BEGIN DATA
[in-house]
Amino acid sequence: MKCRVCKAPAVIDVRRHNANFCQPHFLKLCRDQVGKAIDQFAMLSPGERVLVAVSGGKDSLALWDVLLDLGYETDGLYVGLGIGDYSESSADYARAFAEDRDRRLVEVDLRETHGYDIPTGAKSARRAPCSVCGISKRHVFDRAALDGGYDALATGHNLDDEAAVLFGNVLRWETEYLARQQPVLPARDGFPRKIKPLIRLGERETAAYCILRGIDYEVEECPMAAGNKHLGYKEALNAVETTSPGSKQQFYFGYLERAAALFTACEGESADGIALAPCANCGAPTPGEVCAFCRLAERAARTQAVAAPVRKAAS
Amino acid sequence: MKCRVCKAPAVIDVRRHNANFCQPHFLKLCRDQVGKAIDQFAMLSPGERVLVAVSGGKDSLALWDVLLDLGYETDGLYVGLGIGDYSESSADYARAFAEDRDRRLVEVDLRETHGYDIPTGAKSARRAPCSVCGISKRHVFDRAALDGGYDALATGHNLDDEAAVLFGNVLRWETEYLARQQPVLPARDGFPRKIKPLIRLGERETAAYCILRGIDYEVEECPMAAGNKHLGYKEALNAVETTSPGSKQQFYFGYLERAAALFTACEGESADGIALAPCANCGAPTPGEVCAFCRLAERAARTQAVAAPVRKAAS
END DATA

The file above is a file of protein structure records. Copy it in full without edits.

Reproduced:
[in-house]
Amino acid sequence: MKCRVCKAPAVIDVRRHNANFCQPHFLKLCRDQVGKAIDQFAMLSPGERVLVAVSGGKDSLALWDVLLDLGYETDGLYVGLGIGDYSESSADYARAFAEDRDRRLVEVDLRETHGYDIPTGAKSARRAPCSVCGISKRHVFDRAALDGGYDALATGHNLDDEAAVLFGNVLRWETEYLARQQPVLPARDGFPRKIKPLIRLGERETAAYCILRGIDYEVEECPMAAGNKHLGYKEALNAVETTSPGSKQQFYFGYLERAAALFTACEGESADGIALAPCANCGAPTPGEVCAFCRLAERAARTQAVAAPVRKAAS
Amino acid sequence: MKCRVCKAPAVIDVRRHNANFCQPHFLKLCRDQVGKAIDQFAMLSPGERVLVAVSGGKDSLALWDVLLDLGYETDGLYVGLGIGDYSESSADYARAFAEDRDRRLVEVDLRETHGYDIPTGAKSARRAPCSVCGISKRHVFDRAALDGGYDALATGHNLDDEAAVLFGNVLRWETEYLARQQPVLPARDGFPRKIKPLIRLGERETAAYCILRGIDYEVEECPMAAGNKHLGYKEALNAVETTSPGSKQQFYFGYLERAAALFTACEGESADGIALAPCANCGAPTPGEVCAFCRLAERAARTQAVAAPVRKAAS